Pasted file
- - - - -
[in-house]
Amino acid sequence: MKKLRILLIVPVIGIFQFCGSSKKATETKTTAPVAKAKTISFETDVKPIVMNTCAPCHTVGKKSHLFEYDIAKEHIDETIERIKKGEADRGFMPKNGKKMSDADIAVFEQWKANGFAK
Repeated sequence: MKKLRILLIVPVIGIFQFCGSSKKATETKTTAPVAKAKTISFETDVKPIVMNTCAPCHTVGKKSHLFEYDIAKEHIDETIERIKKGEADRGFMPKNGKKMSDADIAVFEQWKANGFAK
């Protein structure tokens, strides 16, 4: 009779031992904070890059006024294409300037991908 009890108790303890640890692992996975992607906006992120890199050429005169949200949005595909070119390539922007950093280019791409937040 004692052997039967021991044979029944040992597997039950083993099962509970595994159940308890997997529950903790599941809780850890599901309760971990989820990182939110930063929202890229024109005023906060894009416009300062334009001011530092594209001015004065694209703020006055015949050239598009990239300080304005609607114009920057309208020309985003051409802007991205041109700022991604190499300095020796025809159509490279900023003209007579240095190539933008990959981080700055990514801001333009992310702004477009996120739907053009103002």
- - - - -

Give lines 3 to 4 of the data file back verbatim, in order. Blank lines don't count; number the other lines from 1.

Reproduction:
Repeated sequence: MKKLRILLIVPVIGIFQFCGSSKKATETKTTAPVAKAKTISFETDVKPIVMNTCAPCHTVGKKSHLFEYDIAKEHIDETIERIKKGEADRGFMPKNGKKMSDADIAVFEQWKANGFAK
């Protein structure tokens, strides 16, 4: 009779031992904070890059006024294409300037991908 009890108790303890640890692992996975992607906006992120890199050429005169949200949005595909070119390539922007950093280019791409937040 004692052997039967021991044979029944040992597997039950083993099962509970595994159940308890997997529950903790599941809780850890599901309760971990989820990182939110930063929202890229024109005023906060894009416009300062334009001011530092594209001015004065694209703020006055015949050239598009990239300080304005609607114009920057309208020309985003051409802007991205041109700022991604190499300095020796025809159509490279900023003209007579240095190539933008990959981080700055990514801001333009992310702004477009996120739907053009103002």